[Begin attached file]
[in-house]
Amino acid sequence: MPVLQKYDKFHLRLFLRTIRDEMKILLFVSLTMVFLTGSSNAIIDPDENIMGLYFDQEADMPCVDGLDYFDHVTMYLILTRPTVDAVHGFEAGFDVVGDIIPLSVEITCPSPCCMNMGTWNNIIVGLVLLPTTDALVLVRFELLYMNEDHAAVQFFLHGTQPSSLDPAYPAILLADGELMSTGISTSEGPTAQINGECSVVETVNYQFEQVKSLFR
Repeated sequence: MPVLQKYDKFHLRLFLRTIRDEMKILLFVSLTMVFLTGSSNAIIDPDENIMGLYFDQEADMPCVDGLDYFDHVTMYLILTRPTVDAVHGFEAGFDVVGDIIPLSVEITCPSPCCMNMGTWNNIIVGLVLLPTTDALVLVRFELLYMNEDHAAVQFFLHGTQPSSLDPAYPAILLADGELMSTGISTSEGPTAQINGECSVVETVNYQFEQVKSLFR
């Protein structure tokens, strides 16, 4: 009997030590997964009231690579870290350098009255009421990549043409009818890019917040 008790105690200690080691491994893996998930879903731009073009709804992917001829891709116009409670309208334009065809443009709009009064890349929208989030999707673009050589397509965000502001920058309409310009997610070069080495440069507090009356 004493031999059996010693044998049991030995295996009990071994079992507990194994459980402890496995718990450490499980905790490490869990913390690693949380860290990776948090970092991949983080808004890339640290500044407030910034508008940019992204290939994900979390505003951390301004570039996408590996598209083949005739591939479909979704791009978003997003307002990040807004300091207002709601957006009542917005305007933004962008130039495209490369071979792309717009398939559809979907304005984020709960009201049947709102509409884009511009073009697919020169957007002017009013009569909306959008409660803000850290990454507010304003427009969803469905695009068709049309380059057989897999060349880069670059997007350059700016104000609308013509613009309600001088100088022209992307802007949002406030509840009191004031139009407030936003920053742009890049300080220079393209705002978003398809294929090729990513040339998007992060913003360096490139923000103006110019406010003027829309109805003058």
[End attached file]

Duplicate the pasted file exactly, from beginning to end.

[in-house]
Amino acid sequence: MPVLQKYDKFHLRLFLRTIRDEMKILLFVSLTMVFLTGSSNAIIDPDENIMGLYFDQEADMPCVDGLDYFDHVTMYLILTRPTVDAVHGFEAGFDVVGDIIPLSVEITCPSPCCMNMGTWNNIIVGLVLLPTTDALVLVRFELLYMNEDHAAVQFFLHGTQPSSLDPAYPAILLADGELMSTGISTSEGPTAQINGECSVVETVNYQFEQVKSLFR
Repeated sequence: MPVLQKYDKFHLRLFLRTIRDEMKILLFVSLTMVFLTGSSNAIIDPDENIMGLYFDQEADMPCVDGLDYFDHVTMYLILTRPTVDAVHGFEAGFDVVGDIIPLSVEITCPSPCCMNMGTWNNIIVGLVLLPTTDALVLVRFELLYMNEDHAAVQFFLHGTQPSSLDPAYPAILLADGELMSTGISTSEGPTAQINGECSVVETVNYQFEQVKSLFR
């Protein structure tokens, strides 16, 4: 009997030590997964009231690579870290350098009255009421990549043409009818890019917040 008790105690200690080691491994893996998930879903731009073009709804992917001829891709116009409670309208334009065809443009709009009064890349929208989030999707673009050589397509965000502001920058309409310009997610070069080495440069507090009356 004493031999059996010693044998049991030995295996009990071994079992507990194994459980402890496995718990450490499980905790490490869990913390690693949380860290990776948090970092991949983080808004890339640290500044407030910034508008940019992204290939994900979390505003951390301004570039996408590996598209083949005739591939479909979704791009978003997003307002990040807004300091207002709601957006009542917005305007933004962008130039495209490369071979792309717009398939559809979907304005984020709960009201049947709102509409884009511009073009697919020169957007002017009013009569909306959008409660803000850290990454507010304003427009969803469905695009068709049309380059057989897999060349880069670059997007350059700016104000609308013509613009309600001088100088022209992307802007949002406030509840009191004031139009407030936003920053742009890049300080220079393209705002978003398809294929090729990513040339998007992060913003360096490139923000103006110019406010003027829309109805003058």